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Dance Heritage Coalition

Biography Table of Contents Organization

Robbins (Jerome) Photographs, ca. 1890-1990

- Scope and Content Note

Scope and Content Note


The photographs of Jerome Robbins contain professional and personal photographs covering all aspects of his life and his works, ranging from his most of his ballets and theatrical productions to images of his friends and family.

The ballet photographs cover his career from Jerome Robbins' early days as a performer in such shows as Three Virgins and a Devil, 1941, including portrait Carl Van Vechten prints in costume, through his early choreographic work with Ballet Theatre and then the New York City Ballet, with such ballets as Fancy Free, 1944, Facsimile, 1946, and The Cage, 1951, and Afternoon of a Faun, 1953. His work with New York City Ballet after the late sixties into the mid-seventies, during which time he was co-Ballet Master with George Balanchine, is extensively covered, particularly Dances at a Gathering, 1969, Goldberg Variations, 1971, and Watermill, 1972, the last two ballets of which are arranged photographically in the same order in which the ballet was performed. There are fewer photographs of the ballets that Robbins created in the 1980s for the New York City Ballet. The ballet company created by Robbins, Ballets: U.S.A., is well represented among the photographs and the images of all of its specific ballets are kept together.

The range of theatrical photographs begin approximately where Jerome Robbins' theatrical career began with a one-line walk on in a play called The Brothers Ashkenazi, 1937. There are a few images also from his time at the Camps Kittatinny and Tamiment as a teenager and young man and his early work as a chorus dancer in Broadway shows. A noticeable absence in the collection is images of On the Town, 1944, his first great success as a theatrical choreographer. His early choreographic work on later shows is evident by rare, out-of-town, rehearsal photographs of somewhat variable photographic quality, but which are very important for documenting the creation of his work. Robbins' major theatrical shows, Fiddler on the Roof, 1964, The King and I, 1951 (play) and 1956 (motion picture), and West Side Story, 1957 (play) and 1961 (motion picture), are well represented among the photographs. As is his work as a director of straight play in the early 1960s. Not found among the photographs are his work with the American Theatre Lab, Inc. or his various 1980s workshop productions of Poppa Piece, his autobiographical piece. His final show for the stage, Jerome Robbins' Broadway, 1989 has a large series of rehearsal photographs including the celebration of Robbins' 70th birthday.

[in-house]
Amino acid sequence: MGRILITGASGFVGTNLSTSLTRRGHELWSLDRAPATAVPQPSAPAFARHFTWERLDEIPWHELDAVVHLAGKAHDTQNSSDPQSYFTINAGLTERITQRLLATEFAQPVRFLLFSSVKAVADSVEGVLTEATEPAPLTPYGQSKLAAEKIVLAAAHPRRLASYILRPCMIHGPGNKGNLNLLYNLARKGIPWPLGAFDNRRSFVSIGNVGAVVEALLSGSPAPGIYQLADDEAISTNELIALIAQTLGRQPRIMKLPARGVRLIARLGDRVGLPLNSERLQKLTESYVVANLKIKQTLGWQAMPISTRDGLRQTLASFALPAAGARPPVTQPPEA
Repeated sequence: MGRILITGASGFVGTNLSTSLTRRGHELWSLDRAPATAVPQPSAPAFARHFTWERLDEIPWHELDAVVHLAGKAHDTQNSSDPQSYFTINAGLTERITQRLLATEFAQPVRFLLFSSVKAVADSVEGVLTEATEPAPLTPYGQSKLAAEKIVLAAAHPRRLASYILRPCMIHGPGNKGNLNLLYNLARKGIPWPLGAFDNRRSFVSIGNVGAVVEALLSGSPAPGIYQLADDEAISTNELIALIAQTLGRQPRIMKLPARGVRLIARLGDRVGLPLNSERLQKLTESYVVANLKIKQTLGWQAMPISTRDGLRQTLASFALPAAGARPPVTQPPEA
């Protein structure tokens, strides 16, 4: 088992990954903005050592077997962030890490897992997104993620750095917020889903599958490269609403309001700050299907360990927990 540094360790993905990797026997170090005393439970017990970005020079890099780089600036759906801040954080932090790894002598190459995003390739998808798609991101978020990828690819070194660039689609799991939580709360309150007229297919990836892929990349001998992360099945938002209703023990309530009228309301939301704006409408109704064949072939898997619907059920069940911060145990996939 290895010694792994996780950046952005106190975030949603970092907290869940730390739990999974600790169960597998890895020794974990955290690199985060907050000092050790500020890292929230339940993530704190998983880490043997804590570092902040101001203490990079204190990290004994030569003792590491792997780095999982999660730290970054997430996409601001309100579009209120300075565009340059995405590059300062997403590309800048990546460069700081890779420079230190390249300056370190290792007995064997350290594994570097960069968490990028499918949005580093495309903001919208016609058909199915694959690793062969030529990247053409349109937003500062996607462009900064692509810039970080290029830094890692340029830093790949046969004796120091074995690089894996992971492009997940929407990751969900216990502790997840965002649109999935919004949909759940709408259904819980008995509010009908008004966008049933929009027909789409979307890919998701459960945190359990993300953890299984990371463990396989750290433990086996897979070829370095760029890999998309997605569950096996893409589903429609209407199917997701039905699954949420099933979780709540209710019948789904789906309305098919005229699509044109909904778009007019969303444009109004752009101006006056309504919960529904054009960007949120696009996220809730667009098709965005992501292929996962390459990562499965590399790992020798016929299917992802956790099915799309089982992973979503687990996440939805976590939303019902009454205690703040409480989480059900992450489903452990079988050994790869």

The professional photographs also contain images of other ballet companies that have performed Robbins' work, various tours and travels of Robbins, particularly in Europe in the 1950s, and galas and events including performances at various White House events and attendance at the Tony Awards. Included are two scrapbooks given to Robbins to celebrate evenings of his work, one given to Robbins' by the New York City Ballet and the other by Opéra de Paris.

The personal photographs contain portraits and candid images of Jerome Robbins, family members, friends, and his residences. Robbins has had his portrait done by some significant portraitists over the years, including Richard Avedon and Yousuf Karsh, and they are both included in the collection of photographs. The family photographs date from the time the family lived in Russia through to Robbins' sister, Sonia Cullinen, in the 1990s with her grandchildren and document many family gatherings over the years.


Biography Table of Contents Organization